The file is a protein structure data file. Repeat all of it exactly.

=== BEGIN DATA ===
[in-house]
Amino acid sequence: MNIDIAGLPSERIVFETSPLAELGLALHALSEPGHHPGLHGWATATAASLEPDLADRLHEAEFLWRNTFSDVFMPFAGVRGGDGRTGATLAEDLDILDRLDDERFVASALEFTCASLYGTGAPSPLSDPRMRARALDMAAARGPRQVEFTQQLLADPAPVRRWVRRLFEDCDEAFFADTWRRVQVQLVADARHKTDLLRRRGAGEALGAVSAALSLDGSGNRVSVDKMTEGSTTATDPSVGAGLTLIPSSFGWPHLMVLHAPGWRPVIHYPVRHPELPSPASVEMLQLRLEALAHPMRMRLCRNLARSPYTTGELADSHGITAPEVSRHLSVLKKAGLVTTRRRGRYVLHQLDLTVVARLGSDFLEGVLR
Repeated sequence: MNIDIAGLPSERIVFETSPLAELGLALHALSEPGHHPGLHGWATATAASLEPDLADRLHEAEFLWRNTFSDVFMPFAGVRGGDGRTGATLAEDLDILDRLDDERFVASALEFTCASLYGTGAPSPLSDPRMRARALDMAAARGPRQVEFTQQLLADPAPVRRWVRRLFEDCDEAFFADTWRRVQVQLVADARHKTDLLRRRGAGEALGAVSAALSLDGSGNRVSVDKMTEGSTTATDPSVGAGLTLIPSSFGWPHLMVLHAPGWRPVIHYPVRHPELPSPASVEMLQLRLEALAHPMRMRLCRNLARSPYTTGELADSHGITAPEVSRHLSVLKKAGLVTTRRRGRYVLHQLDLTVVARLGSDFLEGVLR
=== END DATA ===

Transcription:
[in-house]
Amino acid sequence: MNIDIAGLPSERIVFETSPLAELGLALHALSEPGHHPGLHGWATATAASLEPDLADRLHEAEFLWRNTFSDVFMPFAGVRGGDGRTGATLAEDLDILDRLDDERFVASALEFTCASLYGTGAPSPLSDPRMRARALDMAAARGPRQVEFTQQLLADPAPVRRWVRRLFEDCDEAFFADTWRRVQVQLVADARHKTDLLRRRGAGEALGAVSAALSLDGSGNRVSVDKMTEGSTTATDPSVGAGLTLIPSSFGWPHLMVLHAPGWRPVIHYPVRHPELPSPASVEMLQLRLEALAHPMRMRLCRNLARSPYTTGELADSHGITAPEVSRHLSVLKKAGLVTTRRRGRYVLHQLDLTVVARLGSDFLEGVLR
Repeated sequence: MNIDIAGLPSERIVFETSPLAELGLALHALSEPGHHPGLHGWATATAASLEPDLADRLHEAEFLWRNTFSDVFMPFAGVRGGDGRTGATLAEDLDILDRLDDERFVASALEFTCASLYGTGAPSPLSDPRMRARALDMAAARGPRQVEFTQQLLADPAPVRRWVRRLFEDCDEAFFADTWRRVQVQLVADARHKTDLLRRRGAGEALGAVSAALSLDGSGNRVSVDKMTEGSTTATDPSVGAGLTLIPSSFGWPHLMVLHAPGWRPVIHYPVRHPELPSPASVEMLQLRLEALAHPMRMRLCRNLARSPYTTGELADSHGITAPEVSRHLSVLKKAGLVTTRRRGRYVLHQLDLTVVARLGSDFLEGVLR